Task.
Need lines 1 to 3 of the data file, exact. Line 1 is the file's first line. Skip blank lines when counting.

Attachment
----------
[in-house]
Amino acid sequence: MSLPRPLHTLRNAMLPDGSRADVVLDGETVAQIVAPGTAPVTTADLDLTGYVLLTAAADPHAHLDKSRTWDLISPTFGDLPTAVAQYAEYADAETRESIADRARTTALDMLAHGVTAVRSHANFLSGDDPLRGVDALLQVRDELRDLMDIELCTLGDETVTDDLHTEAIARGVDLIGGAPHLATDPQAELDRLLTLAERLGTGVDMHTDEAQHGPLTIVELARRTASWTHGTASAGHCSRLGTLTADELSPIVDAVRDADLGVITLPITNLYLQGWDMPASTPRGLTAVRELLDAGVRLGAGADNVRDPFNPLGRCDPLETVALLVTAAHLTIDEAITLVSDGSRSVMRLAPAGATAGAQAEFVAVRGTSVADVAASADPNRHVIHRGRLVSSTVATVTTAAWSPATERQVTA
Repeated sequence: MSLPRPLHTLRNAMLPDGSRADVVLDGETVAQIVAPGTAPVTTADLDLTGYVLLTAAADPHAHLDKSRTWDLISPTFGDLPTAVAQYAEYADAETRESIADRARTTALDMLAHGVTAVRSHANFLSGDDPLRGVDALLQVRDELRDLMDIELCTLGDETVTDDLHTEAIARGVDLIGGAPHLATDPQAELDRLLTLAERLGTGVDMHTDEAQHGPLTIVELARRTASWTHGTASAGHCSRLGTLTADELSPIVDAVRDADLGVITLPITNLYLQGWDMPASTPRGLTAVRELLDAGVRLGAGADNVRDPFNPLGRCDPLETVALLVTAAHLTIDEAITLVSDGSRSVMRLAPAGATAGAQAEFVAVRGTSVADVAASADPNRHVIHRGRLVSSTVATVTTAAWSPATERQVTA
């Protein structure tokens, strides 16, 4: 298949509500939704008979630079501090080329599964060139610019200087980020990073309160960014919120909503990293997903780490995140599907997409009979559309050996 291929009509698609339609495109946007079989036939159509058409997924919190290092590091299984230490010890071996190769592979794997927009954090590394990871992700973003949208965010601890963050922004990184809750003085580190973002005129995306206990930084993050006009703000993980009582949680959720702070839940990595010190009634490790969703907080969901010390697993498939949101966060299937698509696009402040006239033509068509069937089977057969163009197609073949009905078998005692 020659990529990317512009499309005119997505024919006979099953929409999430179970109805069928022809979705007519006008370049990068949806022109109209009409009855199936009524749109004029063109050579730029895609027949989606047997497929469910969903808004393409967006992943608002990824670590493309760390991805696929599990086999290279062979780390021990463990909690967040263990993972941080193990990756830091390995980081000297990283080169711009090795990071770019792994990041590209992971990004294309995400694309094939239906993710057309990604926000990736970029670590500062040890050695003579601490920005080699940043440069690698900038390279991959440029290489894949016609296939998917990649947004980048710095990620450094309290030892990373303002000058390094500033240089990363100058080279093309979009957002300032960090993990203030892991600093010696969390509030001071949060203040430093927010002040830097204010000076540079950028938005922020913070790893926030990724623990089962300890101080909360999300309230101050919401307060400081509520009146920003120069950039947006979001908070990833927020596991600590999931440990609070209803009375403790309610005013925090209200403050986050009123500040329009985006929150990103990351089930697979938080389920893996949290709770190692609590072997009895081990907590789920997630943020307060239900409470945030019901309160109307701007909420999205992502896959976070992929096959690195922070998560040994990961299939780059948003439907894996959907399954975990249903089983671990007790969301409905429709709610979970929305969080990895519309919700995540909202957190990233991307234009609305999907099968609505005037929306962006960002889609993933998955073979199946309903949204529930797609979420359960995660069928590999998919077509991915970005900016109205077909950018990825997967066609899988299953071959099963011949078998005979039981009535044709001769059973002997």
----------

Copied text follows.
[in-house]
Amino acid sequence: MSLPRPLHTLRNAMLPDGSRADVVLDGETVAQIVAPGTAPVTTADLDLTGYVLLTAAADPHAHLDKSRTWDLISPTFGDLPTAVAQYAEYADAETRESIADRARTTALDMLAHGVTAVRSHANFLSGDDPLRGVDALLQVRDELRDLMDIELCTLGDETVTDDLHTEAIARGVDLIGGAPHLATDPQAELDRLLTLAERLGTGVDMHTDEAQHGPLTIVELARRTASWTHGTASAGHCSRLGTLTADELSPIVDAVRDADLGVITLPITNLYLQGWDMPASTPRGLTAVRELLDAGVRLGAGADNVRDPFNPLGRCDPLETVALLVTAAHLTIDEAITLVSDGSRSVMRLAPAGATAGAQAEFVAVRGTSVADVAASADPNRHVIHRGRLVSSTVATVTTAAWSPATERQVTA
Repeated sequence: MSLPRPLHTLRNAMLPDGSRADVVLDGETVAQIVAPGTAPVTTADLDLTGYVLLTAAADPHAHLDKSRTWDLISPTFGDLPTAVAQYAEYADAETRESIADRARTTALDMLAHGVTAVRSHANFLSGDDPLRGVDALLQVRDELRDLMDIELCTLGDETVTDDLHTEAIARGVDLIGGAPHLATDPQAELDRLLTLAERLGTGVDMHTDEAQHGPLTIVELARRTASWTHGTASAGHCSRLGTLTADELSPIVDAVRDADLGVITLPITNLYLQGWDMPASTPRGLTAVRELLDAGVRLGAGADNVRDPFNPLGRCDPLETVALLVTAAHLTIDEAITLVSDGSRSVMRLAPAGATAGAQAEFVAVRGTSVADVAASADPNRHVIHRGRLVSSTVATVTTAAWSPATERQVTA